The newest wrinkle is that now many companies have outsourced this type of job overseas, to places like India. Here we are boosting those economies all the while inflicting verbal abuse on their inhabitants. I guess that is a fair trade, it’s hard to say. Most of the times I have had this customer experience it was fine: some small issues with cultural nuances and accents and large issues with company policy. The utterance “I’m sorry it’s company policy” is the new ‘Holy Grail’ for the phone agents. Sure you can get their manager on the phone who may give you a coffee mug or a 30% discount off another product that will be broken, the wrong size, or rancid before it’s time, but they can not fix your problem because fixing it would be against “company policy”. I don’t blame them, the call center folks; I don’t blame any one person. I am not happy however with any company that puts me the customer, at the bottom of the list when it comes to satisfaction and value. They create this mess with cost cutting measures along with improper training and policy to stay afloat. Bad call on their part. You put in me in a phone tree from hell or with someone who can not or will not help me when I get to them 15 hours after I initiate the call and I would rather drag my front teeth down a black board than buy your product again.
The best example of the inane company policy model I have heard played out was on a recent trip to Florida. My sister lives in New York and I live in San Diego. We meet in Florida at my mom’s for a visit once or twice a year. We time our flights so we share the expense of the taxi and do virtually no solo time with my crazy mother. It’s a win, win. Two weeks ago when we were there the north east was doing what it does in the winter, snow like crazy and twist up air travel. I was heading west, which was lovely for me. Chris my sister was not so lucky. Her trip home was canceled and she had to fly out the day after me. She toyed with the idea of riding with me to the airport and staying at a hotel close by. Financially it would have been almost a wash and it certainly would also have been a huge sanity boost. So she called the 800 number for the hotel she found online. Things were getting complicated during the call and finally after 5 minutes with the phone agent she said “forget it, cancel the reservations.” The woman said she would have to transfer her to another location and to please hold it might take 4-5 minutes. So Chris waits and gets her transfer. She explains she wants to cancel the reservation and why. The phone agent explains the cancellation policy is that Chris would have had to cancel on the 7th to not be charged. Chris explains that today is the 8th and she made the reservation 5 minutes ago for the 9th and that she would need a Time Machine in order to cancel the reservation before she made it. There was no laugher on the other end of the phone just dead silence. This is where the culture nuance could have helped. All the woman said was it was “company policy” and she had to charge her. After 30 minutes and another transfer to the actual Florida Hotel and its reservation manager all was solved. In total it was a 45 minute exercise in frustration.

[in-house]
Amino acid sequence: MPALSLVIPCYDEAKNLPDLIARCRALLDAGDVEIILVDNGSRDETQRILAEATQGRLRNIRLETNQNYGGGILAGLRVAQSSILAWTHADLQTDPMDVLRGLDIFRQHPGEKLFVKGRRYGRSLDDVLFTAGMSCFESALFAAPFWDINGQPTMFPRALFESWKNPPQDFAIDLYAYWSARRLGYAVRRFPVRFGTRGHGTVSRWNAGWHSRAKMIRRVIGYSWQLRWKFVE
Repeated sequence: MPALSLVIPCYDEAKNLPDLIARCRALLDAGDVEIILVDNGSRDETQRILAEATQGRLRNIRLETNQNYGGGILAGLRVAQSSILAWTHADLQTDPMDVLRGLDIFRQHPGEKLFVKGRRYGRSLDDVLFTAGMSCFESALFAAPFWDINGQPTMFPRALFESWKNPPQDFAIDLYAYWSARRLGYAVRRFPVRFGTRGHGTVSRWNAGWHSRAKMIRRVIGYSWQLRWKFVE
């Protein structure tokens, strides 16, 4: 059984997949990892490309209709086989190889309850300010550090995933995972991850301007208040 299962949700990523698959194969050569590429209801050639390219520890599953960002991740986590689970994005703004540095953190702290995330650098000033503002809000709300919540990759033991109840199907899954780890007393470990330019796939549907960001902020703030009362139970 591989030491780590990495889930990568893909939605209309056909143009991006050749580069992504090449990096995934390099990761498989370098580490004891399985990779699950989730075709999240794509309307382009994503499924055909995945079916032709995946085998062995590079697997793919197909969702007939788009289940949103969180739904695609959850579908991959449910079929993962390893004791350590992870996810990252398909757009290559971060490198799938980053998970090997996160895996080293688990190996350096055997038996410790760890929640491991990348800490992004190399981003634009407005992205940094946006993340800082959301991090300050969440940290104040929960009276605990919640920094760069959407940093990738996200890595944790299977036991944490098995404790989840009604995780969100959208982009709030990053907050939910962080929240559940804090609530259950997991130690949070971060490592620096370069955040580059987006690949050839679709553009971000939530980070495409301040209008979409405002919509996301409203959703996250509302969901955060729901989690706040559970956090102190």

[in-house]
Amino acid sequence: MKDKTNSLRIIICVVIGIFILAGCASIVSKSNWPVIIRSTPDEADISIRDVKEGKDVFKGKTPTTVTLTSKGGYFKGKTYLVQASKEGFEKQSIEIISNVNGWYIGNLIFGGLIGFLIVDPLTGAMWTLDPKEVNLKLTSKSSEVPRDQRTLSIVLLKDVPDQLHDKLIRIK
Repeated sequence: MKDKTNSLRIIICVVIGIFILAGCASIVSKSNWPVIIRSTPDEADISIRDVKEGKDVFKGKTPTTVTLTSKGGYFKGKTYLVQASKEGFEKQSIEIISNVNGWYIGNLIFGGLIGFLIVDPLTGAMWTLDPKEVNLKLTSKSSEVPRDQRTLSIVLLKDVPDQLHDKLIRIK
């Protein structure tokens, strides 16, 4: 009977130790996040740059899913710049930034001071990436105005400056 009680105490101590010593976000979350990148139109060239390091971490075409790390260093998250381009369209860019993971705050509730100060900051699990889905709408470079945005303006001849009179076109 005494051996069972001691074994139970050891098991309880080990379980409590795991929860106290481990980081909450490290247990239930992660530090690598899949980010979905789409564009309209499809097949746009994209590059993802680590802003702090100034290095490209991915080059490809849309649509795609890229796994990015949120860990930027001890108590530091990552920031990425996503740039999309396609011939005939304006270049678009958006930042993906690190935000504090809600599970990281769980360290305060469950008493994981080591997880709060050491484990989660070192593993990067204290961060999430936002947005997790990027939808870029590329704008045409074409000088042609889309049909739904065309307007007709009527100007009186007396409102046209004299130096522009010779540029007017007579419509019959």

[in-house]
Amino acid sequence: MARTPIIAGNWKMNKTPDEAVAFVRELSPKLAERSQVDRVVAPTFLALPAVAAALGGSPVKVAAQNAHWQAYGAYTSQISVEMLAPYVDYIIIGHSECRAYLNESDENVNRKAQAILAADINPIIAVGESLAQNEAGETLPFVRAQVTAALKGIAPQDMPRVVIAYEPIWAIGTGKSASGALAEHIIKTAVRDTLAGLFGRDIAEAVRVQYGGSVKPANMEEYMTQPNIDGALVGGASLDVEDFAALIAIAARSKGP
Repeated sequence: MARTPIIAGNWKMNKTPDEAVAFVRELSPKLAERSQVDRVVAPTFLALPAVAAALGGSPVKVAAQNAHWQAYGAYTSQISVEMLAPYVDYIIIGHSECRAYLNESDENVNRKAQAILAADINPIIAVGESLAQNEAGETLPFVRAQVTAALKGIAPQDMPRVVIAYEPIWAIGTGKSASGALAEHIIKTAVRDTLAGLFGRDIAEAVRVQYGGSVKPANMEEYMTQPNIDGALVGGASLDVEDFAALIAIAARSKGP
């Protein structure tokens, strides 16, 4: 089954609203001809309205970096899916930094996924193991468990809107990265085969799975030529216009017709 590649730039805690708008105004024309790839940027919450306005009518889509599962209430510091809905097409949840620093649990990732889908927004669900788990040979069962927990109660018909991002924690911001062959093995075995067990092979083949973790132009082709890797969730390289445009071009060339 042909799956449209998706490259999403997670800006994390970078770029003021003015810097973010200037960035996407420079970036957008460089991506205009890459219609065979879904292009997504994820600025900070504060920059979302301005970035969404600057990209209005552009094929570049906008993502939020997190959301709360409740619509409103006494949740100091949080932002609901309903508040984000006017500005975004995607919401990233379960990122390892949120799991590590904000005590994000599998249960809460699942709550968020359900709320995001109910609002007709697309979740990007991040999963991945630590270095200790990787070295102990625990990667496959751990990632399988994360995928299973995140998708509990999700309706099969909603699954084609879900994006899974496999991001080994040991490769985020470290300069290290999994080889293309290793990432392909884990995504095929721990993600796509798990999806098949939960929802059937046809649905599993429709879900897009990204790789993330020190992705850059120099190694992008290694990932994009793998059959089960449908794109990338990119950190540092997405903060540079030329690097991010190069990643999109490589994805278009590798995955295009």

“Sometimes” Chris said after it was all over and she had poured a large tumbler of wine, “I try to make small talk while they are trying to help me and I ask them where they are”.
“What do they say? Where are they?” I asked with my own large tumbler of wine.
“Detroit”. She dead pans.
“Yep, guess they are not supposed to say where they really are due to ‘company policy’. So then I ask them ‘How the weather in Detroit?’”
I started to laugh, “Are you are trying to trip them up or make them laugh?”
“Both” She said. Didn’t sound like either worked.
Well I suggested “After asking them about where they are, then what the weather in Detroit, or where ever … then try slipping in ‘How many cows are in the street?’”
She choked on her Cabernet when she laughed, but I could tell she was filing it away for another day.